Featured Research

from universities, journals, and other organizations

Despite hype, costly prostate cancer treatment offers little relief from side effects, study finds

Date:
December 14, 2012
Source:
Yale University
Summary:
Prostate cancer patients receiving the costly treatment known as proton radiotherapy experienced minimal relief from side effects such as incontinence and erectile dysfunction, compared to patients undergoing a standard radiation treatment called intensity modulated radiotherapy, researchers report.

Prostate cancer patients receiving the costly treatment known as proton radiotherapy experienced minimal relief from side effects such as incontinence and erectile dysfunction, compared to patients undergoing a standard radiation treatment called intensity modulated radiotherapy (IMRT), Yale School of Medicine researchers report in the Journal of the National Cancer Institute.

Standard treatments for men with prostate cancer, such as radical prostatectomy and IMRT, are known for causing adverse side effects such as incontinence and erectile dysfunction. Proponents of proton radiotherapy argue that the physical properties of protons may decrease these common side effects.

"Proton radiotherapy is increasing in popularity and more and more proton centers are being built throughout the country," said the study's lead author James Yu, M.D., assistant professor of therapeutic radiology at Yale Cancer Center and member of the Yale Cancer Outcomes, Public Policy, and Effectiveness Research (COPPER) Center at Yale. "However, there is a surprising lack of information about whether proton radiotherapy is actually superior to IMRT."

To find out, the Yale COPPER team studied a national sample of about 30,000 men with Medicare coverage who received treatment with either IMRT or proton radiotherapy for prostate cancer from 2008 to 2009. During this time, there were six centers offering proton radiotherapy in the United States and the authors found that some men travelled across the country for the treatment.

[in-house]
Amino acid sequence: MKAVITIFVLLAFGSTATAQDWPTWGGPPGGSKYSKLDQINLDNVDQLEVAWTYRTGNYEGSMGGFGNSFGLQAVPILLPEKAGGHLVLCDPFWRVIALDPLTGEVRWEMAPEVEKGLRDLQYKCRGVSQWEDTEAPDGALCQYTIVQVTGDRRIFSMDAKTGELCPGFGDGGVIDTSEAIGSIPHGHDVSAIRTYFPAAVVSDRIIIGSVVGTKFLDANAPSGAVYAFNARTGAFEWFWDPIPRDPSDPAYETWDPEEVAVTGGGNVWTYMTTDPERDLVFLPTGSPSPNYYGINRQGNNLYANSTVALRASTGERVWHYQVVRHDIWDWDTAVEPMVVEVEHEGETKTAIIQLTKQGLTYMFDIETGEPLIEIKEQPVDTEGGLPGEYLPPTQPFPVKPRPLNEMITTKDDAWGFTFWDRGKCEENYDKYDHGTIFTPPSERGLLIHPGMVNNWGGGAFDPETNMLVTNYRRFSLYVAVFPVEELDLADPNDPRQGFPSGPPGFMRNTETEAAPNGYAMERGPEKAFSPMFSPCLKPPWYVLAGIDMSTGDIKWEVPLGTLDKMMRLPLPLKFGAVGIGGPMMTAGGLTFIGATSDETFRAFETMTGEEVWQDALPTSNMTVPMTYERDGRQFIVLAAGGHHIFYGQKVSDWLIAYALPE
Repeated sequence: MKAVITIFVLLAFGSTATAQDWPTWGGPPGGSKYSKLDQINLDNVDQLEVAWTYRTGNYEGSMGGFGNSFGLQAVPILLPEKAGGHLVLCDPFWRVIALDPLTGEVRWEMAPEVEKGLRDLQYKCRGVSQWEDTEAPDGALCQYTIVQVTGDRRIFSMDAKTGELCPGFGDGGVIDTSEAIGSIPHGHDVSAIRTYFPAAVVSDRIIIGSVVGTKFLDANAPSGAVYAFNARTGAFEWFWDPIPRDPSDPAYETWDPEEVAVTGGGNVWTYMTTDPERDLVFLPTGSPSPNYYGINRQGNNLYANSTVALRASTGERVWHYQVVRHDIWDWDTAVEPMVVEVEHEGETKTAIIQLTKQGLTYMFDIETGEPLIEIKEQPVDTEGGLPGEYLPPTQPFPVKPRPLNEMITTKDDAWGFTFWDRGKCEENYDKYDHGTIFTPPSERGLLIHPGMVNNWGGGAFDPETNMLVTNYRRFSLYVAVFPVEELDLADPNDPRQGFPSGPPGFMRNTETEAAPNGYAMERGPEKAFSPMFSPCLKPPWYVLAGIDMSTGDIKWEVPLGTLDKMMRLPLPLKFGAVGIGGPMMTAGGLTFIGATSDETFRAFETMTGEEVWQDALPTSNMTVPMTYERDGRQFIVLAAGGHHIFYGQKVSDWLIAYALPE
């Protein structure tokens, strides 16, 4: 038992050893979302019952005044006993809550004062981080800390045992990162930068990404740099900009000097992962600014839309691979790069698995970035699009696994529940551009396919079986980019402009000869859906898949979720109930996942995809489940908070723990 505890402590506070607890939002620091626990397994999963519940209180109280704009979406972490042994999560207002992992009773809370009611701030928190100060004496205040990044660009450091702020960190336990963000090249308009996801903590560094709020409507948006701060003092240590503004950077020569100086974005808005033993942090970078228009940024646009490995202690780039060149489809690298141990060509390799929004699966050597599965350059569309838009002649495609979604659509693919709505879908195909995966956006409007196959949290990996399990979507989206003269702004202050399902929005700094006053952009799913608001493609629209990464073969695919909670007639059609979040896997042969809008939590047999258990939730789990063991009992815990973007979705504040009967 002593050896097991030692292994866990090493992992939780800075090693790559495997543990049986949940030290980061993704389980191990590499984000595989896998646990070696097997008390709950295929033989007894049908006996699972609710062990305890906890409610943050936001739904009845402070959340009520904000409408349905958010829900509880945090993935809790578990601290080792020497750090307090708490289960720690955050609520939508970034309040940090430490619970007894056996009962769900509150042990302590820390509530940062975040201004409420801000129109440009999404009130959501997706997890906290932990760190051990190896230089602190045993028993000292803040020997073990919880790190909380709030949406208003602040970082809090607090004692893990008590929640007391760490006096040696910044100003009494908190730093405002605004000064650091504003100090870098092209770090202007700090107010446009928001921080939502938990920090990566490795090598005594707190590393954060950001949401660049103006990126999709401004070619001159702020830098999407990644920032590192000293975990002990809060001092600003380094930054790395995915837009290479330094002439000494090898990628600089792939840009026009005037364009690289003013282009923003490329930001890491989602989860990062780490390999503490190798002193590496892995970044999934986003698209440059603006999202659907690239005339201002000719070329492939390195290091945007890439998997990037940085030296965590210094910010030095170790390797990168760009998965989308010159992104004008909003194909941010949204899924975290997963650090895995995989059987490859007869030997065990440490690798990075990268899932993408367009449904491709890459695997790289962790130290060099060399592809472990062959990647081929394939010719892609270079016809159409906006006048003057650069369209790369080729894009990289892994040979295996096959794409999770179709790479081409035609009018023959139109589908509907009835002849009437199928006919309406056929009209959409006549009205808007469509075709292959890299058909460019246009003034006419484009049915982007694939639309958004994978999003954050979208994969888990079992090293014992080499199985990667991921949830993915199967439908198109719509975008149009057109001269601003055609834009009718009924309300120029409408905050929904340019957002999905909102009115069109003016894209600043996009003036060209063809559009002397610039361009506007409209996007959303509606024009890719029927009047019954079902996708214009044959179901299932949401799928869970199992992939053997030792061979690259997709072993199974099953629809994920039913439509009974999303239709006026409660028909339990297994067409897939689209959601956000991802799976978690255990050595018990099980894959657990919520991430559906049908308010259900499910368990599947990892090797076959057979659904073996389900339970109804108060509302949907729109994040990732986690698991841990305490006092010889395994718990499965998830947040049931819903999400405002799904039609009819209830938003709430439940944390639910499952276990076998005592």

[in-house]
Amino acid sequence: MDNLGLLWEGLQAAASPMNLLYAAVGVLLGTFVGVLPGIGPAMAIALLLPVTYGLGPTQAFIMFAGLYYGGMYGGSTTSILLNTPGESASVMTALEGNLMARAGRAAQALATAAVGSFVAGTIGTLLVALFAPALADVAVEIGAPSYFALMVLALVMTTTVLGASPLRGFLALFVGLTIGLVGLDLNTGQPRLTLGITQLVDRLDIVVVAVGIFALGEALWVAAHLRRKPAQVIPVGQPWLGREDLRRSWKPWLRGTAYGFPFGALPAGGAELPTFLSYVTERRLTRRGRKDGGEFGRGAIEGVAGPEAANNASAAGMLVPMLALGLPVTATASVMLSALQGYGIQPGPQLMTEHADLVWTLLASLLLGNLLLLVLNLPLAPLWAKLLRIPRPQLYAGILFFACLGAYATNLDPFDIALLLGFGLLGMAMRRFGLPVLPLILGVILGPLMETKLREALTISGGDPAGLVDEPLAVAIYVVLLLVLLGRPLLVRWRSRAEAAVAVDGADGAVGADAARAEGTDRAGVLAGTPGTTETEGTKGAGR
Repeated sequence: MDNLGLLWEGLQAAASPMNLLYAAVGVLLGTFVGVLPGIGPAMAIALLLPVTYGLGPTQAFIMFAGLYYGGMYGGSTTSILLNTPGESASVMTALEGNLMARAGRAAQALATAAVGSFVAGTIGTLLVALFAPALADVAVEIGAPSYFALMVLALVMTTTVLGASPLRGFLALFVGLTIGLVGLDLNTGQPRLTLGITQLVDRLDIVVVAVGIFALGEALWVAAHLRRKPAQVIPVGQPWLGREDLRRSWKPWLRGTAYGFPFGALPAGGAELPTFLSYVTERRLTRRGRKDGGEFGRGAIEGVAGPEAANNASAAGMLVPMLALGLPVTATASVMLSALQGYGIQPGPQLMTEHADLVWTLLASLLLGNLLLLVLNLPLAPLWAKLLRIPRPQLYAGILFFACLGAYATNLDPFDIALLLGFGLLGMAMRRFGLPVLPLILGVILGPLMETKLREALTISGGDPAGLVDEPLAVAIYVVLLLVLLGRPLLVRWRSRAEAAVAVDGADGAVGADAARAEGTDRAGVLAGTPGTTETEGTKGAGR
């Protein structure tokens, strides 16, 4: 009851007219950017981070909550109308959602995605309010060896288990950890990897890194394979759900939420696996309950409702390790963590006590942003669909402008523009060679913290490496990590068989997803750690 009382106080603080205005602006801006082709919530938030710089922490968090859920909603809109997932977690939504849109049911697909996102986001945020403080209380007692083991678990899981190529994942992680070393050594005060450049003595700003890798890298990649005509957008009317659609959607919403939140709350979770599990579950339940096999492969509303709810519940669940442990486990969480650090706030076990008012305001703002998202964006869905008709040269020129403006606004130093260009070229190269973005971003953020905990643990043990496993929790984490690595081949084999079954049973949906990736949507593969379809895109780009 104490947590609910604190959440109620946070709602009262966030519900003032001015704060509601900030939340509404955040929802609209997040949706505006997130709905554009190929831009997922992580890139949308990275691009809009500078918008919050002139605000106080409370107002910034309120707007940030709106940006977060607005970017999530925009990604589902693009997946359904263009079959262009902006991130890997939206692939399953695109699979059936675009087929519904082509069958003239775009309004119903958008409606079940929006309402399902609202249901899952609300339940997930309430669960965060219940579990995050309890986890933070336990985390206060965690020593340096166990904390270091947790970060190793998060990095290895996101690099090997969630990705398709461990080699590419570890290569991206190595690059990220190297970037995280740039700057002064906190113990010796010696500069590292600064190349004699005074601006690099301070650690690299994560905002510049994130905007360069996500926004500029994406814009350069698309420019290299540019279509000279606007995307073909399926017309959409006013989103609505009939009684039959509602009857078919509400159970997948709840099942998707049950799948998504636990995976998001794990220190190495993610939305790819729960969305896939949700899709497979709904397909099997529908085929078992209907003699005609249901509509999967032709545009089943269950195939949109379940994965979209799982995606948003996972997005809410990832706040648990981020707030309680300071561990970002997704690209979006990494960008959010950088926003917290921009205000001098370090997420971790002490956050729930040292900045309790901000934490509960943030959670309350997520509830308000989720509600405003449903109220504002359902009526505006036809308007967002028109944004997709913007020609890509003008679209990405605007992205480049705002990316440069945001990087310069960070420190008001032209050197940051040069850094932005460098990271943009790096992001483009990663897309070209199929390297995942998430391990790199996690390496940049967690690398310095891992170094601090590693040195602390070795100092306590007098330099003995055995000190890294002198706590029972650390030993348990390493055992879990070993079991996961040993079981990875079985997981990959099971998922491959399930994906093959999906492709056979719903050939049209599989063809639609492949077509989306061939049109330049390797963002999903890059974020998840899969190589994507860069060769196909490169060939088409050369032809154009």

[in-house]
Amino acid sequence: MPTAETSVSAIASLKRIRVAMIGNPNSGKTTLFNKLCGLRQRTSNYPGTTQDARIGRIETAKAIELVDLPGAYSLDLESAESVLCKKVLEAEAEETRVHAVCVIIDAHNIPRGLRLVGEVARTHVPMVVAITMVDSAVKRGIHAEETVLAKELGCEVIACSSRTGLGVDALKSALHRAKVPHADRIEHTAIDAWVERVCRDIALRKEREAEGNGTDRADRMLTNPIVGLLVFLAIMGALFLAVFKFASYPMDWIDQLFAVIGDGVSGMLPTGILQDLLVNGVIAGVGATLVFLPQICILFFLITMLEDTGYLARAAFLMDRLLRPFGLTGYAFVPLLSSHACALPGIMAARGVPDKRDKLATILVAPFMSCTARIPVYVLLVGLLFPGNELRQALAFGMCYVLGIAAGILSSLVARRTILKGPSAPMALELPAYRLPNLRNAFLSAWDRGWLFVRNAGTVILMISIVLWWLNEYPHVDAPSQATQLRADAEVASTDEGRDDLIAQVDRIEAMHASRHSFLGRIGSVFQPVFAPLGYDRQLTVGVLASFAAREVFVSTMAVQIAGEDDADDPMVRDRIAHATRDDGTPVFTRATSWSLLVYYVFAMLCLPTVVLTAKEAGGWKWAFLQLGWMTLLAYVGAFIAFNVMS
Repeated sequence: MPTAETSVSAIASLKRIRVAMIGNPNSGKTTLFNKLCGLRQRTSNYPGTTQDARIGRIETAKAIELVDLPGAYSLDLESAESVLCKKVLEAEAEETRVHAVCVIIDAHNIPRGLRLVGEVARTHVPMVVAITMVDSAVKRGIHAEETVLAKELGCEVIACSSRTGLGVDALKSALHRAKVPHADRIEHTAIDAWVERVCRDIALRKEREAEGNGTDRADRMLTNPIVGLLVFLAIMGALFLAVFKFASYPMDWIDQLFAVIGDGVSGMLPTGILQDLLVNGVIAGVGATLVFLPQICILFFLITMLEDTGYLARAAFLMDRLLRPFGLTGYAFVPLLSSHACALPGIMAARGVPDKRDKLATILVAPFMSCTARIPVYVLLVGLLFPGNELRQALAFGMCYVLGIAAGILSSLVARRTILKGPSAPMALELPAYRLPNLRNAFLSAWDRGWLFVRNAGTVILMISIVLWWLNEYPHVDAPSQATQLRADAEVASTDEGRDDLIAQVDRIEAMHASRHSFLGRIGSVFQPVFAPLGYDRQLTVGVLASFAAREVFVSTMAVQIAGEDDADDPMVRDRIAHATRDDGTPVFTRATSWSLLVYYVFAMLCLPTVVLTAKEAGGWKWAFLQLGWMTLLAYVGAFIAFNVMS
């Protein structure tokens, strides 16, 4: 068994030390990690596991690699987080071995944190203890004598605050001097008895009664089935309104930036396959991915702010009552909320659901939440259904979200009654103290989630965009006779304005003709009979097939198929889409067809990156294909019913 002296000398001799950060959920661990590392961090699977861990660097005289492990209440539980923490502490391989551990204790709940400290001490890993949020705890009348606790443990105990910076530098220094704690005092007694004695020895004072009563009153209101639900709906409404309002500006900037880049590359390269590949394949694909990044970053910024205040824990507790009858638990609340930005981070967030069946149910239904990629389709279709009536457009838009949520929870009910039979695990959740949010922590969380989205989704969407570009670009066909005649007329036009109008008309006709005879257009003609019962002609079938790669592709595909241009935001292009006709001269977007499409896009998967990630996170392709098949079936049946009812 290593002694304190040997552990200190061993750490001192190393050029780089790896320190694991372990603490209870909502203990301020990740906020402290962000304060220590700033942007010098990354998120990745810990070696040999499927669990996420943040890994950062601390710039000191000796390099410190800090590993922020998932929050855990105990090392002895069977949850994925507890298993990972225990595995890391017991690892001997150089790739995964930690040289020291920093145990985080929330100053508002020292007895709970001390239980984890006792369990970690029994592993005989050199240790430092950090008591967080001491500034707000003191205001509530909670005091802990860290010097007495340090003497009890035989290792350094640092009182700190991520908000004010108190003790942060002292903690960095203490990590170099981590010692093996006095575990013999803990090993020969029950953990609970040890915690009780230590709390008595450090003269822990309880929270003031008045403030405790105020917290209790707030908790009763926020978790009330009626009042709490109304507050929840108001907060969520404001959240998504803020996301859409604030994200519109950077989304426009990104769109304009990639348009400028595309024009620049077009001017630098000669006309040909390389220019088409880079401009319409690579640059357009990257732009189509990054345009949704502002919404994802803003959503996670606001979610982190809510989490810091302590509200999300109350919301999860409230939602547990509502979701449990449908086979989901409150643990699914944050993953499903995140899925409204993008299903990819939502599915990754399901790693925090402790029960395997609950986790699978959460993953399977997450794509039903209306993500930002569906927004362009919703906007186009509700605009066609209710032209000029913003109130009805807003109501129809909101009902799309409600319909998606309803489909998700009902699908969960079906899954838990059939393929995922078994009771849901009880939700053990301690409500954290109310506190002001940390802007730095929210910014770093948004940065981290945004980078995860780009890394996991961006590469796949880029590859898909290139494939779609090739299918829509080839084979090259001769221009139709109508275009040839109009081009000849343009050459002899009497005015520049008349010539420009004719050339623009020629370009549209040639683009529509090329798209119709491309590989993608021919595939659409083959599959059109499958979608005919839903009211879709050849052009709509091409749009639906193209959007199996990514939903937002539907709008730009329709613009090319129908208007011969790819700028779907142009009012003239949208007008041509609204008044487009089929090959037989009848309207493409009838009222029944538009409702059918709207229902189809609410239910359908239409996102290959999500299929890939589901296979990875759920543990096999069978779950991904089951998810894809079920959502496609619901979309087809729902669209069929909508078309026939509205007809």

The team found that the incidence of complications such as problems with urinary function was slightly lower for proton radiotherapy at six months after treatment, but by 12 months after treatment there was no longer any difference. Despite the fact that there was no longer term benefit to the treatment in terms of side effects, Medicare paid over $32,000 per course of treatment, compared to less than $19,000 for a course of IMRT.

"We were surprised by these findings," said Cary Gross, senior author of the study and co-director of the COPPER Center. "Cancer centers are paying up to $100 million to build their own proton centers, and patients are travelling long distances to undergo proton therapy because the conventional wisdom has been that proton radiotherapy is better than IMRT. Our results suggest that this enthusiasm for proton therapy may be premature; it remains to be seen how proton radiotherapy will compare to IMRT at 10 or 15 years post-treatment."

Other authors on the study include Pamela Soulos, Jeph Herrin, Laura Cramer, Arnold Potosky, and Kenneth Roberts.

The study was funded by a grant from the National Cancer Institute (R01CA149045). Dr. Yu is also supported by the National Center for Research Resources (NCRR) and the National Center for Advancing Translational Science (NCATS), components of the National Institutes of Health (NIH), and NIH roadmap for medical research (KL2 RR024138).


Story Source:

The above story is based on materials provided by Yale University. The original article was written by Karen N. Peart. Note: Materials may be edited for content and length.